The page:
Both have pros and cons. There are times when one or the other is better suited and some very experienced people have real reservations against mixing the two: “you can’t be half Agile“. We also believe that if you have a genuine opportunity to use Agile, there can be serious considerations or drawbacks to mixing Agile with certain other PM methods.
Summary and Conclusion:
Agile is not as simple as many people state but contains many good ideas and practices. Aspects like Lean and Kanban are ‘tools’ that are often used in Agile environments and different concepts are used on Construction projects. However, the physical relationship shown in the above diagram dictates that in our example Hospital project, incremental development or doing things like deferring decisions, especially around requirements is not just undesirable, it is totally impractical and will lead to major issues.
At Pros and Cons- My words on it are
I feel Its not about mixing two methodologies. It can be like adopting agile in waterfall project environment.
Hi Megan – this post is not about pros and cons or whether you can mix methodologies – there are some people saying you can apply Agile to any project – our view is for some projects, e.g. that when the laws of physics dictate things, as in construction, both for the design and construction phases, that is just not the case.
Finally someone who understands how construction projects work! Great article!
Try asking a sub contractor on a DBB contract to submit the lowest bid when the requirements are not defined. He is going to look at you like you are crazy. Agile is great in making a prototype. An App for you iPhone or updates to code for software that continues to improve and add more features for the users. Changes are welcomed in these environments.
In construction depending on your contract type the PM or CM will not direct the sub-contractors on means, methods, or the sequence of their work. A good CM accepts the project schedule from the GC and subs. Gets approval from the owner and then locks it in. After that, the CM provides QA only and holds the contractor to the schedule they submitted. If the CM starts directing people on the deliverables to complete for the week he can be liable at the end of the project when the schedule slips. This can result in liquidated damages, back charges and lawsuits. A good CM indemnifies himself by providing quality assurance and not direction. A good general contractor will do the same. They will ask the sub-contractor into the office and ask for a schedule recovery plan when they fall behind. They will not tell them the sequence or how they will get back on schedule. Again this will be problems later in court. The big take away is, you let the project pick the delivery method and contract type. Walking into a project with bias to a certain delivery method is asking for trouble. The size, scope, and complexity of the project will pick the delivery method. Contracts tie risk to the entity that can best handle the risk at the lowest cost. It is estimated that 90% of mega projects go over budget. When things go wrong make sure you are not in the cross hairs.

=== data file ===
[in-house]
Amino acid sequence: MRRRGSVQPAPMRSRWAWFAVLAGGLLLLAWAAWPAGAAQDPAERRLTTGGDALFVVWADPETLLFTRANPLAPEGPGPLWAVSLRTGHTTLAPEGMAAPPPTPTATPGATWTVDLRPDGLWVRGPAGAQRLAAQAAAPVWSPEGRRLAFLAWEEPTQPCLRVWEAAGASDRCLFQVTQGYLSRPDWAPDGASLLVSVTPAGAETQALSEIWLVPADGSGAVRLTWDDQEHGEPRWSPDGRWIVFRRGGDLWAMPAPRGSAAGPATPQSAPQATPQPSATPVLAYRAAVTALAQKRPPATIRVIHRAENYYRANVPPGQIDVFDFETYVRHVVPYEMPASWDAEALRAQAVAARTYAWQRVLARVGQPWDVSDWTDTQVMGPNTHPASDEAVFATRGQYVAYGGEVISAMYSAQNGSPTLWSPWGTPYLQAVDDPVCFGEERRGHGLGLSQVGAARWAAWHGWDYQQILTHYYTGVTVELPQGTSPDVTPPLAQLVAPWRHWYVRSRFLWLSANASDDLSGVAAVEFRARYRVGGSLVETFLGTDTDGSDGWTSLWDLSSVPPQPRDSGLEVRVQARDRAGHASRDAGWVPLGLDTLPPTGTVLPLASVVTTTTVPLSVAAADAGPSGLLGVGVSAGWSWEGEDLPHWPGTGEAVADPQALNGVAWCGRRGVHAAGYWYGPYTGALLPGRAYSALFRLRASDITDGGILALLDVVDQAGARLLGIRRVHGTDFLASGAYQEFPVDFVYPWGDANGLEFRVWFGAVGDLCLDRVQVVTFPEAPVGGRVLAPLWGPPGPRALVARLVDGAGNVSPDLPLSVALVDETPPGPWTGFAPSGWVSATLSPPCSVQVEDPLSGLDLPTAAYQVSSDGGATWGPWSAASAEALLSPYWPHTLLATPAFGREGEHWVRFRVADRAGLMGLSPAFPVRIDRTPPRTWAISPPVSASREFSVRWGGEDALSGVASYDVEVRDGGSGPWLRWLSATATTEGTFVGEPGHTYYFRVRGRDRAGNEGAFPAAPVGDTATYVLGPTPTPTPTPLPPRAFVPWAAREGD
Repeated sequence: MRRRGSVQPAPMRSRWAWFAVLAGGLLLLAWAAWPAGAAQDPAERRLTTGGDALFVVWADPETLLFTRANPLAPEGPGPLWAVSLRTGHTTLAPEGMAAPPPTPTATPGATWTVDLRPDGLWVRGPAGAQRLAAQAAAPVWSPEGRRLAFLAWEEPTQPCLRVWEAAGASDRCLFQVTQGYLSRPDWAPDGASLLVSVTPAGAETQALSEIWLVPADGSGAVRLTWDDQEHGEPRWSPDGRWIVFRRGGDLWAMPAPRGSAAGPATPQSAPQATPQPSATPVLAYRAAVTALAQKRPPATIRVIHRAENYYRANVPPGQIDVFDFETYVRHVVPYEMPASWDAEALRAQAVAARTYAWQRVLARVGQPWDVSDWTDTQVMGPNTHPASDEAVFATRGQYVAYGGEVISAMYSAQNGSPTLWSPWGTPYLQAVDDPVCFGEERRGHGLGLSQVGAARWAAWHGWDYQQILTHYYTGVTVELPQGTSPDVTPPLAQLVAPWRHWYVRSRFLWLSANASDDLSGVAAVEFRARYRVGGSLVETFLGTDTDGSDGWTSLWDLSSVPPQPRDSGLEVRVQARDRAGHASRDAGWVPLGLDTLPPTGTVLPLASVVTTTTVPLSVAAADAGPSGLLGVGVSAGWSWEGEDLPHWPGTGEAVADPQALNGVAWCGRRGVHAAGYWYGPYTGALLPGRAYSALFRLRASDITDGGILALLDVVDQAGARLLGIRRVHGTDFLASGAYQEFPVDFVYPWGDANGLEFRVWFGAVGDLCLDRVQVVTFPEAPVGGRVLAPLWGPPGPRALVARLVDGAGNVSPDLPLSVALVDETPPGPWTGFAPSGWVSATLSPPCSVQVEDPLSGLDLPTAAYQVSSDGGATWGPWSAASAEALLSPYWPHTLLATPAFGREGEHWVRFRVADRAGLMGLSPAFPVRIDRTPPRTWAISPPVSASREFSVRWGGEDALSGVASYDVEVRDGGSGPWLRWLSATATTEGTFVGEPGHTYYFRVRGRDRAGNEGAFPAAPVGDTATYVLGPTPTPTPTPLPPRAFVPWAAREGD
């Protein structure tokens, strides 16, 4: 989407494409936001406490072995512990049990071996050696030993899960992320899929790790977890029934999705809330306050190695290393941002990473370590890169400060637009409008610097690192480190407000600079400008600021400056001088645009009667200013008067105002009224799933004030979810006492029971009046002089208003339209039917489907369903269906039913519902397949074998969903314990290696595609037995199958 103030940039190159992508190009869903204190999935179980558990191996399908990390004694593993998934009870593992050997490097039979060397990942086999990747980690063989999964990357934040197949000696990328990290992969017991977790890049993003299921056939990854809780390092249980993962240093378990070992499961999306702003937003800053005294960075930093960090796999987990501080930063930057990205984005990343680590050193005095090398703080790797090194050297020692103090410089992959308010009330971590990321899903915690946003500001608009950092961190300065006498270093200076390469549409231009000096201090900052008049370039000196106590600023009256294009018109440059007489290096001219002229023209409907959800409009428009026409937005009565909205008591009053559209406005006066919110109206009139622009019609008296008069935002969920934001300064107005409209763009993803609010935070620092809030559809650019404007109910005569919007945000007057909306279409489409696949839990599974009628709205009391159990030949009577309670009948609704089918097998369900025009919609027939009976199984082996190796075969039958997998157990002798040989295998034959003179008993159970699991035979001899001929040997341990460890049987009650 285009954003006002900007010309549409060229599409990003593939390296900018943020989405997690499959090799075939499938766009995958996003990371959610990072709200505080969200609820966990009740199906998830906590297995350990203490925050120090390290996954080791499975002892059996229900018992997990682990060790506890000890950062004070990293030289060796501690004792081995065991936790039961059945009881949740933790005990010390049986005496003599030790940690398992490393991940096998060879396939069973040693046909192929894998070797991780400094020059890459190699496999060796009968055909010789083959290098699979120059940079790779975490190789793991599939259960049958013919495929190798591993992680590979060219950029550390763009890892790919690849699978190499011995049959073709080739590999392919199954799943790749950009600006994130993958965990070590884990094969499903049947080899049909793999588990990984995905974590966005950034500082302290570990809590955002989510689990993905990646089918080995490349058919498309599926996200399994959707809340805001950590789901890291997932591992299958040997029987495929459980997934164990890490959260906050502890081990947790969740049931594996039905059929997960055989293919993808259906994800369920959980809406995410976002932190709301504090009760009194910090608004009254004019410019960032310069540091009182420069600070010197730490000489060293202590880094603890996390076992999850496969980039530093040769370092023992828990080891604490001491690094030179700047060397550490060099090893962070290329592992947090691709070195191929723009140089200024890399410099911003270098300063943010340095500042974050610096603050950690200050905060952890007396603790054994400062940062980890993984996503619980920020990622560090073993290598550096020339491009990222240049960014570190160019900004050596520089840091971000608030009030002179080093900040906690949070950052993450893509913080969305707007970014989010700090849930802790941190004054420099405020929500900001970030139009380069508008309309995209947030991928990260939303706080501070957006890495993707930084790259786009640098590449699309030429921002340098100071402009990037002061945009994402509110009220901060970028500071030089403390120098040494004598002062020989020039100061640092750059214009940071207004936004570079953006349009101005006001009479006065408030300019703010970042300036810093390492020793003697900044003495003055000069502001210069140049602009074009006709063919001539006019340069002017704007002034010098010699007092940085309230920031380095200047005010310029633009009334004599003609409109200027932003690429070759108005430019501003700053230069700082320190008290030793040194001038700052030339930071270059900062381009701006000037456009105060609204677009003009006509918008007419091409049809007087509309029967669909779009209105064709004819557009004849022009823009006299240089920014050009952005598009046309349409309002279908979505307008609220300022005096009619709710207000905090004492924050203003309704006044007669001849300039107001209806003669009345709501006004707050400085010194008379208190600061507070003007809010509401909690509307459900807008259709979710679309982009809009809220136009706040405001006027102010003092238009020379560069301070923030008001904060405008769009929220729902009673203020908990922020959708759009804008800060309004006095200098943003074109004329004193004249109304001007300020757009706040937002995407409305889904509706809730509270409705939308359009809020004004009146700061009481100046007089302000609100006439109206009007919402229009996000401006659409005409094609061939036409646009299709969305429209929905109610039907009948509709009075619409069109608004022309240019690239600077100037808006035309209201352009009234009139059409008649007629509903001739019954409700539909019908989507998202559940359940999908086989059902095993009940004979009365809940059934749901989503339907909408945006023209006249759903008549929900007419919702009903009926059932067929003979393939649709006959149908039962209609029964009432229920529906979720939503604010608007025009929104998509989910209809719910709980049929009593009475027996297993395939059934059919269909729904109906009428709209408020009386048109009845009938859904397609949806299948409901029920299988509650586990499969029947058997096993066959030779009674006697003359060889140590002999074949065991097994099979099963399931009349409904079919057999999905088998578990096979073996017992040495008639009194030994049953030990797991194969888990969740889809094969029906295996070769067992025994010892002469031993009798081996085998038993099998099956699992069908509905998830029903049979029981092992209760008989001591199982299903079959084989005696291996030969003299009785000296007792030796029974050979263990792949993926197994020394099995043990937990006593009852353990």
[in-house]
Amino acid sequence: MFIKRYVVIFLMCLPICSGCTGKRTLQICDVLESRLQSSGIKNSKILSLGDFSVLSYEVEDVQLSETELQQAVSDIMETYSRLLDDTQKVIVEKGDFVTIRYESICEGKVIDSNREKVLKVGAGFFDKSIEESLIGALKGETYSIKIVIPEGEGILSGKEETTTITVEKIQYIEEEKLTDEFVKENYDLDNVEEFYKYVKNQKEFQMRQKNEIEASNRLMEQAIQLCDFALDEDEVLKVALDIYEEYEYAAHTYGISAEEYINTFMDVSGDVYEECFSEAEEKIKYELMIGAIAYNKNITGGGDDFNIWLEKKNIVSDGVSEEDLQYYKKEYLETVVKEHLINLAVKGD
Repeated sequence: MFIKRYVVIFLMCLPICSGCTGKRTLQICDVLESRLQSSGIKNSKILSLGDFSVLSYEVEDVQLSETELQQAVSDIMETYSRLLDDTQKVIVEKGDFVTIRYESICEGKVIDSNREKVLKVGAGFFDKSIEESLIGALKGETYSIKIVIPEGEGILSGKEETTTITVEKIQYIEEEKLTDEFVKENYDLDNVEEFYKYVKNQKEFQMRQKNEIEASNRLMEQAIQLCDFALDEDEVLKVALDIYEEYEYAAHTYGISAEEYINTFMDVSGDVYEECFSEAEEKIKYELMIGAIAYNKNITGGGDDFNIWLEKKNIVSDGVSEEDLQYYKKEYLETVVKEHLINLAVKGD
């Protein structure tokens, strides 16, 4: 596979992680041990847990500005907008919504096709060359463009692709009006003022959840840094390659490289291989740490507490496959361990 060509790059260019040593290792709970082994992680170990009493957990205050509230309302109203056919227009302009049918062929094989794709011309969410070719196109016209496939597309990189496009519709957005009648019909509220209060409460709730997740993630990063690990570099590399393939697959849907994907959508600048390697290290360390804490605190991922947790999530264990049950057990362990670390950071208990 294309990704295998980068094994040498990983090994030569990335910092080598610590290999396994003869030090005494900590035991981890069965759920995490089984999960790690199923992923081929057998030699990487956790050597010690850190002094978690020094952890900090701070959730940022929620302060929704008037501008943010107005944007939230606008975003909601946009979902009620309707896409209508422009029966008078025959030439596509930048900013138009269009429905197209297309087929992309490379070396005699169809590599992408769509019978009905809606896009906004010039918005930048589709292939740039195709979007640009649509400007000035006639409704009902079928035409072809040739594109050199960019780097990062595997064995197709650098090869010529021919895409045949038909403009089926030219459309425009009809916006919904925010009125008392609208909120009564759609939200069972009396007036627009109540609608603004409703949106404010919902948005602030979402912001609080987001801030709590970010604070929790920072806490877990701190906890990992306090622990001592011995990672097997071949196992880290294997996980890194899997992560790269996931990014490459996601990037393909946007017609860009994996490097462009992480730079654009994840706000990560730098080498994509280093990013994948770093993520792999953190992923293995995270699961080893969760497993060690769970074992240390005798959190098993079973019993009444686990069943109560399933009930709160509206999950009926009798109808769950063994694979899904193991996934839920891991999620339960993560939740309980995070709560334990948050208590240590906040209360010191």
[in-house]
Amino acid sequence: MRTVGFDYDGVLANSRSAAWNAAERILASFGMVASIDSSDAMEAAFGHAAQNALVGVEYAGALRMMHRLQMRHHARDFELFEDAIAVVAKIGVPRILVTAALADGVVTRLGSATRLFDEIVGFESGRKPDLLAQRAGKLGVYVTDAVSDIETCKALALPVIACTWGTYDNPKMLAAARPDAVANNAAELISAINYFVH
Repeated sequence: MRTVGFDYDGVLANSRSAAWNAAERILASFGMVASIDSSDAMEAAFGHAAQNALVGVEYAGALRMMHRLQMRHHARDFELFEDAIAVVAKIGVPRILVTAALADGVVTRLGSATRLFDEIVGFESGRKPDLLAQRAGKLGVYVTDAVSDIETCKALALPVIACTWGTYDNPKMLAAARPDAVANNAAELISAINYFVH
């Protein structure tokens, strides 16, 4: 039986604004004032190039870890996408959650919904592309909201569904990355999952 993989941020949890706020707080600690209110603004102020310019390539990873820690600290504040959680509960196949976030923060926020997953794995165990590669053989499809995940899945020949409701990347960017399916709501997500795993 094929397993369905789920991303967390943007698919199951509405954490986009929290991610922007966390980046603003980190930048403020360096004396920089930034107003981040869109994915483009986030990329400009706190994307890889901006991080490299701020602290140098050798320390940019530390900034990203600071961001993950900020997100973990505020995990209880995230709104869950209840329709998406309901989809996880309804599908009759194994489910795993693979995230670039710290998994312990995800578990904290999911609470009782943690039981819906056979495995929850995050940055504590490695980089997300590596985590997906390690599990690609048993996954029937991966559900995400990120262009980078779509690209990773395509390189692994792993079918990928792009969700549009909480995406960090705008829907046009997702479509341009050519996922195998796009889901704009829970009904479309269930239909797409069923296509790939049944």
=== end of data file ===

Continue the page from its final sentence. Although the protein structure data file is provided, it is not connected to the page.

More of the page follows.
Thank you Michael – you explained many of the realities of Construction projects very eloquently.